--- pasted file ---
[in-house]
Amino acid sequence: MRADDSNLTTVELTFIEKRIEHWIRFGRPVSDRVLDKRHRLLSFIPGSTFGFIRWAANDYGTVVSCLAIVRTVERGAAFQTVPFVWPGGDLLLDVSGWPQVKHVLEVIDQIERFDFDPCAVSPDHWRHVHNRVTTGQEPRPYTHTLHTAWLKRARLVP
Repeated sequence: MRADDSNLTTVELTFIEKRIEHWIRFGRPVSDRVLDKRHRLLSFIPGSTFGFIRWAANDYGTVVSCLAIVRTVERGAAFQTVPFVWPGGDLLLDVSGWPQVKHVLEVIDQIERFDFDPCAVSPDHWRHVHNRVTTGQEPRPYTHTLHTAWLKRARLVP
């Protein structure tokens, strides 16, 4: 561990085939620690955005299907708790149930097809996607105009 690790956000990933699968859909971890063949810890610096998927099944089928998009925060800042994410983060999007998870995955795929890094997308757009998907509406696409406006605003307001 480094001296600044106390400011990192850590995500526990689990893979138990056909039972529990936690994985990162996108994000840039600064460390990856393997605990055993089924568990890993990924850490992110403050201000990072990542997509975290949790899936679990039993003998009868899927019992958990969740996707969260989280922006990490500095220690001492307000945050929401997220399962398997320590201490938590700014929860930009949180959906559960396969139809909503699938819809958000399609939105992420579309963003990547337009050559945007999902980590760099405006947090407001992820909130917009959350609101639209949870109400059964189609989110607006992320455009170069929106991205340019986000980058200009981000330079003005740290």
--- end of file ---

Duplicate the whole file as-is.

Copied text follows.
[in-house]
Amino acid sequence: MRADDSNLTTVELTFIEKRIEHWIRFGRPVSDRVLDKRHRLLSFIPGSTFGFIRWAANDYGTVVSCLAIVRTVERGAAFQTVPFVWPGGDLLLDVSGWPQVKHVLEVIDQIERFDFDPCAVSPDHWRHVHNRVTTGQEPRPYTHTLHTAWLKRARLVP
Repeated sequence: MRADDSNLTTVELTFIEKRIEHWIRFGRPVSDRVLDKRHRLLSFIPGSTFGFIRWAANDYGTVVSCLAIVRTVERGAAFQTVPFVWPGGDLLLDVSGWPQVKHVLEVIDQIERFDFDPCAVSPDHWRHVHNRVTTGQEPRPYTHTLHTAWLKRARLVP
């Protein structure tokens, strides 16, 4: 561990085939620690955005299907708790149930097809996607105009 690790956000990933699968859909971890063949810890610096998927099944089928998009925060800042994410983060999007998870995955795929890094997308757009998907509406696409406006605003307001 480094001296600044106390400011990192850590995500526990689990893979138990056909039972529990936690994985990162996108994000840039600064460390990856393997605990055993089924568990890993990924850490992110403050201000990072990542997509975290949790899936679990039993003998009868899927019992958990969740996707969260989280922006990490500095220690001492307000945050929401997220399962398997320590201490938590700014929860930009949180959906559960396969139809909503699938819809958000399609939105992420579309963003990547337009050559945007999902980590760099405006947090407001992820909130917009959350609101639209949870109400059964189609989110607006992320455009170069929106991205340019986000980058200009981000330079003005740290």